As Myanmar’s Junta Intensifies Its Crackdown, Pro-Democracy Protesters Prepare for Civil War – Emily Fishbein and Kyaw Hsan Hlaing / Yangon

Before the Feb. 1 coup, Zarni Win* worked for a United Nations-funded committee that monitored a ceasefire between Myanmar’s junta and ethnic armed groups. Today, the 27-year-old from Yangon, the country’s largest city, is getting ready to enlist in one of those groups herself.

“Now is the time to start preparing to eliminate the terrorist military,” she tells TIME. “I am ready to join the armed revolution.”

Myanmar is veering dangerously toward all-out civil war as the military, known as the Tatmadaw, terrorizes the public, and attacks restive ethnic territories. The U.N. special envoy for Myanmar, Christine Schraner Burgener, warned on Mar. 31 that “a bloodbath is imminent.” In an online presentation cited by the Associated Press, she said civil war “at an unprecedented scale” was a possibility and spoke of Myanmar’s deterioration into a “failed state.”

Protesters in Myanmar have maintained a largely peaceful resistance to dictatorship since the coup ousted a democratically elected government led by Aung San Suu Kyi. Millions of people have taken to the streets, and hundreds of thousands of government workers have gone on strike. On March 25, Myanmar’s Civil Disobedience Movement was nominated for the 2022 Nobel Peace Prize—and just weeks ago, protesters were using creativity, humor and the arts to inspire solidarity and mock the junta.

Now, they feel compelled to take up arms against the junta’s brutality. Since the coup, soldiers and police have shot dead more than 560 people, including at least 43 children, and more than 2,600 remain in detention. Other detained people have been found dead with torture wounds. State forces have also exhumed and dragged away bodies and beaten people on the streets; on March 28, they burned a man alive.

Against this backdrop, the formation of a “federal army” among Myanmar’s many ethnic groups is said by ousted lawmakers to be imminent, driven by the growing numbers of people who have given up hope of foreign intervention or a nonviolent domestic solution.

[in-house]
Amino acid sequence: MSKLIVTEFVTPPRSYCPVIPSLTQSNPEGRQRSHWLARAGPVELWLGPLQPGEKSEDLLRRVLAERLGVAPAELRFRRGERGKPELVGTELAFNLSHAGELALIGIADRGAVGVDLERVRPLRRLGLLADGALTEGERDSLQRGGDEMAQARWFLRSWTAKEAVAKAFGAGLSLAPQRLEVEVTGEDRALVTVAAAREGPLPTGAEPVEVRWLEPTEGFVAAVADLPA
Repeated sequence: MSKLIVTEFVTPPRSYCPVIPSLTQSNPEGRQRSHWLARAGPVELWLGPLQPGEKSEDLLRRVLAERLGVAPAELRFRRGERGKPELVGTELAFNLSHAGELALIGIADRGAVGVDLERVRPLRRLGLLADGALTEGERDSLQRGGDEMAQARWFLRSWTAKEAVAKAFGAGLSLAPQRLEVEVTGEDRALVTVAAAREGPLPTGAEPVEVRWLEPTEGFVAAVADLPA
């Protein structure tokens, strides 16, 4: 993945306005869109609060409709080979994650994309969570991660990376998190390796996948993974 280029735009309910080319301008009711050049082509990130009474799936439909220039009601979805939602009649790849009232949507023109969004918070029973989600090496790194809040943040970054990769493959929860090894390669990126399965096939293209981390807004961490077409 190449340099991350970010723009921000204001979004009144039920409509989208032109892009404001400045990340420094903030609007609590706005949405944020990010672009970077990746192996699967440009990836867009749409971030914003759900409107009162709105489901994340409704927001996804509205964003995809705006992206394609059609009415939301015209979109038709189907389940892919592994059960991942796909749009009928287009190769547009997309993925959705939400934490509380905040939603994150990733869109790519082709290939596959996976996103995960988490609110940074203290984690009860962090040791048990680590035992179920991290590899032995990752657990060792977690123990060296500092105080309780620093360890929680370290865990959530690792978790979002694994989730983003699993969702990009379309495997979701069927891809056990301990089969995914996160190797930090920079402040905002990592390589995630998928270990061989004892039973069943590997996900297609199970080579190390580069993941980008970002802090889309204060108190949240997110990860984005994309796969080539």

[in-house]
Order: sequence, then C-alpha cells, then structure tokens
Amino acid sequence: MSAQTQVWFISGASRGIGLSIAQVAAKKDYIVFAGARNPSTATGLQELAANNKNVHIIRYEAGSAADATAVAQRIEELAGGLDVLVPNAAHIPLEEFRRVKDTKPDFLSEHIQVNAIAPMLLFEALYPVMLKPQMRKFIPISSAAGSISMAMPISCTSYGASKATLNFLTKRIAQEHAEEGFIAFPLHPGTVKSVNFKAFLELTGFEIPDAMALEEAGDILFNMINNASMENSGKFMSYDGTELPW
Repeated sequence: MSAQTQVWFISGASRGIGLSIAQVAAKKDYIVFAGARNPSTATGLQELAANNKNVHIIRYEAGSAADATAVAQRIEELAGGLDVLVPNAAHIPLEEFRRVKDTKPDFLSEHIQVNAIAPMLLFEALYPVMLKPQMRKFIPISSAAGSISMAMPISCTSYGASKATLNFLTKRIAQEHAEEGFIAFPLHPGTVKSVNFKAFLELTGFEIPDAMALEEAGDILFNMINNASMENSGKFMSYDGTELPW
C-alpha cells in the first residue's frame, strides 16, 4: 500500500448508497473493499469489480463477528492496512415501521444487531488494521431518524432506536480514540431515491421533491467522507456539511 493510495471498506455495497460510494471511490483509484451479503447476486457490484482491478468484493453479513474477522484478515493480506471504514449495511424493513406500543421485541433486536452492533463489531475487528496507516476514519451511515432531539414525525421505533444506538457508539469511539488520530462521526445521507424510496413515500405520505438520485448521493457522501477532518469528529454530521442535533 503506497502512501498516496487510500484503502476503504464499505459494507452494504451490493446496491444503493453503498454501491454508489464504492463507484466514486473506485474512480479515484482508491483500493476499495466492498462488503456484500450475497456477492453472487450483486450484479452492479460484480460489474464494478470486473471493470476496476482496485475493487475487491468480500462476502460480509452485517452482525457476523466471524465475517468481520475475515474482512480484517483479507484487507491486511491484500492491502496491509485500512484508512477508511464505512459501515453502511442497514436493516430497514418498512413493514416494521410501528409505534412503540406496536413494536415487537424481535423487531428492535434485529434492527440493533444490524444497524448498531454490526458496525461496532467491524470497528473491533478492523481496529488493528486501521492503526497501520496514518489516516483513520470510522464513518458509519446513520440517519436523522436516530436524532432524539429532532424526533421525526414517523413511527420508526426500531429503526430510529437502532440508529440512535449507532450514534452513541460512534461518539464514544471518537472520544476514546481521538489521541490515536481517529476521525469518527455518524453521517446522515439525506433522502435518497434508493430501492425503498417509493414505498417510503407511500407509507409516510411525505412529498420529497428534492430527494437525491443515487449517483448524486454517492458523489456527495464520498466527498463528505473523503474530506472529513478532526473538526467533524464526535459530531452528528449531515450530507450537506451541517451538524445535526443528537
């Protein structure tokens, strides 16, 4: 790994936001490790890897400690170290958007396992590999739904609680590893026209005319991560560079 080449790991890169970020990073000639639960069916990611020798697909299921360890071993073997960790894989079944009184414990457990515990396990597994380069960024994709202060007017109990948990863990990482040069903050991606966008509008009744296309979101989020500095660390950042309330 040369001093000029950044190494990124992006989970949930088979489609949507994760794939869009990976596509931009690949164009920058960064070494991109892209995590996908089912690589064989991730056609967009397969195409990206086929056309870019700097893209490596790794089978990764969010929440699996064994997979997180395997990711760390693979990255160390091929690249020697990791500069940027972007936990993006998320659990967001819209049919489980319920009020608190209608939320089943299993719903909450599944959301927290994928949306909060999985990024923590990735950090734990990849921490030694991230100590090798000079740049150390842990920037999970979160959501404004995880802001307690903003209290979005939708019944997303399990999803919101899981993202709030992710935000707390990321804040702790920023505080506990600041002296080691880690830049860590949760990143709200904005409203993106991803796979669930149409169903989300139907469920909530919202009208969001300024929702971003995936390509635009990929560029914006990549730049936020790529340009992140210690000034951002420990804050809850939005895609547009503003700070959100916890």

“Now, people are starting to realize we cannot wait for anyone; we will just have to continue moving forward by ourselves,” says a national staff member with a U.N. agency, who spoke on the condition of anonymity as he is not authorized to talk to the media. “We can’t just keep sending our young people out there to their deaths without any proper self-defense mechanisms.”

To overthrow the generals, the country’s ethnic minorities and the majority Bamar people would have to effectively overcome decades of mistrust and learn how to fight together. Longstanding promises of self-determination for minorities will also have to be honored if anti-coup forces manage to defeat the Tatmadaw. Increasingly, these are the bottom lines in Myanmar’s struggle.

The mother of Aung Zay Min, a 20-year-old who was shot and killed by security forces, mourns over his body at his funeral in Dala township, outside Yangon, Myanmar, on March 27, 2021.
Getty ImagesThe mother of Aung Zay Min, a 20-year-old who was shot and killed by security forces, mourns over his body at his funeral in Dala township, outside Yangon, Myanmar, on March 27, 2021.

Ethnic solidarity in Myanmar’s struggle against the junta

The Bamar comprise roughly 68% of Myanmar’s population—with the rest made up of more than 100 ethnic groups—and have dominated politics and the military since the country’s independence in 1948. Almost from the beginning various minorities took up arms against the Bamar, seeking self-determination under a federal union promised them at independence. The Tatmadaw responded by killing, raping, and committing other gross human rights violations against civilians.

Successive governments have cast the conflicts in ethnic areas as threats to national unity. When Aung San Suu Kyi, who is Bamar, came to power following democratic elections in 2015, she pledged to prioritize peace with ethnic armed groups and advance a federal democracy. But during her five-year term, she succeeded at neither.